Thursday, 24 January 2019

Awaiting sukuk clarity

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A wave of sukuk defaults has called into question the integrity of an asset class that many had assumed was gold-plated. But despite at-times hysterical media coverage, the asset class is in the midst of a very normal maturing phase, and once legal precedents have been established, it will again flourish – at least in those jurisdictions where legal rights are enforced. Solomon Teague reports.

With their underdeveloped and shaky legal systems, investing in corporates in Middle Eastern countries is always a riskier proposition than investing in the US or Western Europe. This is not confined to sukuk. Conventional debt financings of Middle Eastern corporates tend to be expensive, relative to the size of the company. In July, Kuwait Projects Company, despite its strong sovereign links, paid 99.20 for 10-year bonds. More recently, in October, Qatar Telecom priced a six-year deal at 99.24, and a 10-year at 99.16.

Investors in the Middle East require compensation for the weak legal structures in these countries, which can make any default a potential minefield. But the uncertainty associated with sukuk is even greater. Although there have been three high-profile defaults from the Gulf Co-operation Council in recent months, none has yet been successfully restructured. There is no precedent of a legally enforced sukuk restructuring in the region to help facilitate such an agreement.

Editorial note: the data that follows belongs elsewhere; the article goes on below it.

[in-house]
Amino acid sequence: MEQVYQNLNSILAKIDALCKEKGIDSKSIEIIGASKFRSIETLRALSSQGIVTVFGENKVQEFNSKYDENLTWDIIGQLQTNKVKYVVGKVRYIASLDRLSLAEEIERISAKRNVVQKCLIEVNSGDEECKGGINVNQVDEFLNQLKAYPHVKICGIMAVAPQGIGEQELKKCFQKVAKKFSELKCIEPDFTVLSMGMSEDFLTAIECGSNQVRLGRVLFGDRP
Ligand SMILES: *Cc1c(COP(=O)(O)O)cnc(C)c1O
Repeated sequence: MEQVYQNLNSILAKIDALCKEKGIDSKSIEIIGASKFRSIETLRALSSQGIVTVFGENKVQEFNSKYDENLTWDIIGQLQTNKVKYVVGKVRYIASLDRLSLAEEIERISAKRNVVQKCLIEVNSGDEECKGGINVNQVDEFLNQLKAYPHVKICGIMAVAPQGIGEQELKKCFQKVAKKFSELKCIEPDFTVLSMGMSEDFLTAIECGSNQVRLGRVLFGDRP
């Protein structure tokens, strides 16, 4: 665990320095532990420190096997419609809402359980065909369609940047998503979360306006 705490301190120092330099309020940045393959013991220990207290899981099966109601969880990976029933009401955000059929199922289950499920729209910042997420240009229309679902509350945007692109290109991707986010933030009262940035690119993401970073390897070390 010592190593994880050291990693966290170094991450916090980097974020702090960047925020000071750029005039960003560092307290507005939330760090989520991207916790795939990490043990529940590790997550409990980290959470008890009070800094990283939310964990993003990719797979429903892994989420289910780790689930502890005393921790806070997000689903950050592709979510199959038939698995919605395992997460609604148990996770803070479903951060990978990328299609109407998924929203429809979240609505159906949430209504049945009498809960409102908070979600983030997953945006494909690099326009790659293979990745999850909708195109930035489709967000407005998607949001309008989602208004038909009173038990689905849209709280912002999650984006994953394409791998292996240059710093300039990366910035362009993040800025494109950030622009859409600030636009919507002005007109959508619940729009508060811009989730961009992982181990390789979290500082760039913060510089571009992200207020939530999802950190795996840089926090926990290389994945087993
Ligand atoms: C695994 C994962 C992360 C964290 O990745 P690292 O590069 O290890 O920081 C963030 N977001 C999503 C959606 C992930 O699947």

Sukuk workouts will be determined by the decisions taken in their home jurisdictions, regardless of whether they are officially subject to UK or any other country’s laws. Even if a London court gave the green light to investors to seize the assets of, for example, a Kuwaiti or Saudi company, the courts of those countries would be unlikely to enforce those judgements, rendering them meaningless.